are you sure the injectors work ? ie are not sticking because of old fuel residues

One other thought here - certainly a possible way to kill ECUs - is if the resistor pack is fried and open circuit, and the ECU is TRYING to drive the injectors open via the initial ON circuit rather than the HOLD circuit that goes through the resistors to limit current. The Peak/Hold - peak ON -high current circuit cannot sustain injectors open at really anything more than idle pulse widths. - just a maybe

That’s def way way to many ECUs fried.

Another thing to note, is that the ECU should fire the injectors for a SINGLE pulse on an un-started car with key on when the throttle is moved to WOT (assuming the WOT switch is working).

Another thing- I’m guessing this is a LUCAS car which would have used either the 6CU or 16CU. It’s worth noting that the 16CU MUST be a Lucas version, because the Marelli version expects a gentle square wave on pin 18 from the Marelli ECU, and from the AJ6 website somewhere, often wont’ tolerate the Lucas spiky signal from the negative side of the coil when the power is cut. I think there might be a zener diode protection diode involved there as well - (it’s noted at AJ6 somewhere.)

What year car? (for confirmation).

I think I’m understanding from the post that the shield for the white wire from the amp to ECU is continuous with ground? Not an open circuit? What kind of replacement wire did you run? It does need to be a coax sort of cable with a shield that gets grounded in the trunk.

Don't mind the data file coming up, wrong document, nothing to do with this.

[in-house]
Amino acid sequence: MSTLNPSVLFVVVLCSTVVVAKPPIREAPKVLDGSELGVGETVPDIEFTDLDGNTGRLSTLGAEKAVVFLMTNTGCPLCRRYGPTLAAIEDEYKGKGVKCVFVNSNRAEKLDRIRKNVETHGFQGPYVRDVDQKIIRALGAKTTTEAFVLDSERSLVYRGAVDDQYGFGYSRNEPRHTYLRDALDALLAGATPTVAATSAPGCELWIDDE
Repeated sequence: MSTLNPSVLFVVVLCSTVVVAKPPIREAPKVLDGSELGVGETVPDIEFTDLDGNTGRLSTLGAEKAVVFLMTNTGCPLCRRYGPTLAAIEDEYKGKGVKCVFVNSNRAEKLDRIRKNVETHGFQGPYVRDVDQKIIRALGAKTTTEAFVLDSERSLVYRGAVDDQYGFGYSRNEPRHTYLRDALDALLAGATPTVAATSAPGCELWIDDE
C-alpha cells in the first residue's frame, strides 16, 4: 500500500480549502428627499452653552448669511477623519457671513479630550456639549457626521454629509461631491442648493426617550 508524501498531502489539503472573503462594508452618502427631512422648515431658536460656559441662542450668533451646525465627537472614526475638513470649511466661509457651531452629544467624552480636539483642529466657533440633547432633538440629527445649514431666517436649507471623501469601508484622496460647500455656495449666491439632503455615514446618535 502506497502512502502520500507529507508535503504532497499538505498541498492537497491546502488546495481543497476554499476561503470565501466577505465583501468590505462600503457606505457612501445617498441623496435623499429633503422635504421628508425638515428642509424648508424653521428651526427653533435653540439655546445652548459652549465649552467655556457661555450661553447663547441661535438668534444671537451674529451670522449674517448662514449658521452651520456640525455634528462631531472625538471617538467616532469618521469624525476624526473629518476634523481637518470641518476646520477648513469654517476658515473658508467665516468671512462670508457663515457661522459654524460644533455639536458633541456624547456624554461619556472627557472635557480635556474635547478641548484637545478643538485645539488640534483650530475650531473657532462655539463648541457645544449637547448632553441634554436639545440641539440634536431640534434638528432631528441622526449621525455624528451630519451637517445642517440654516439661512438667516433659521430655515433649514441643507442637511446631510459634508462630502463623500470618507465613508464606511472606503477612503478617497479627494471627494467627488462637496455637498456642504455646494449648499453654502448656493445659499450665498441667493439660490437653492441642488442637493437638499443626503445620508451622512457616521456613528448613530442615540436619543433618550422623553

I agree the safe thing at this point is to check the pinout for expected values at the harness connector.

~Paul K.

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Hi Paul:
Thanks for your info on my injectors. That coax lead (white) I replaced had a direct ground with central wire, they say high heat in engine often destroys them. My replacement wire was not coax, I only wanted to use it briefly to get engine running.

Currently, I get voltage to almost entire line of connections from #18 down to around #10. still no igniters opening.

My '89 XJS is not Marelli serial number below 150-----. Let me know where to find the resistor-pack. Thanks Ivan

The resistor pack is over in the front/right corner of the engine compartment. It is worth removing the plug, cleaning the contacts, and putting back. Corrosion there could happen.

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Well lets go through some possible tests with the ECU out.

There are a number of inputs to the ECU which just are not critical for the car to start and run. W/o those inputs the ECU just doesn’t make as finely calibrated of decisions and kind of limps around the inputs it has. Really it comes down to two critical electrical one ones and one analog one: The Coolant Temp Sensor input, the Engine Speed Pulse input from the Amp, and the Vacuum input (MAP sensor).

The O2 sensors can make a MPG difference, but the car will run ok with them unplugged, - same for the Air Temp Sensor, Throttle Pot (it’ll be sluggish), and Full Load signal.

In 1989 they added a relay upstream of the main relay called the EFI Main Relay (eliminated later). It’s in the dash. With Key-On - that thing energizes as long as the inertia switch says the car is right-side up. That provides power to energies the main relay, which we know is working ONLY because you have fuel pressure, and the Fuel Pump Relay (FPR) is dependent on power from the Main Relay, and command by the EFI ECU which grounds it in order to run the pump. With Key-On the ECU will turn the FPR on for 5-15 seconds to prime the system and get it up to pressure. Since you have fuel pressure, we know that is occurring and thus the ECU has power.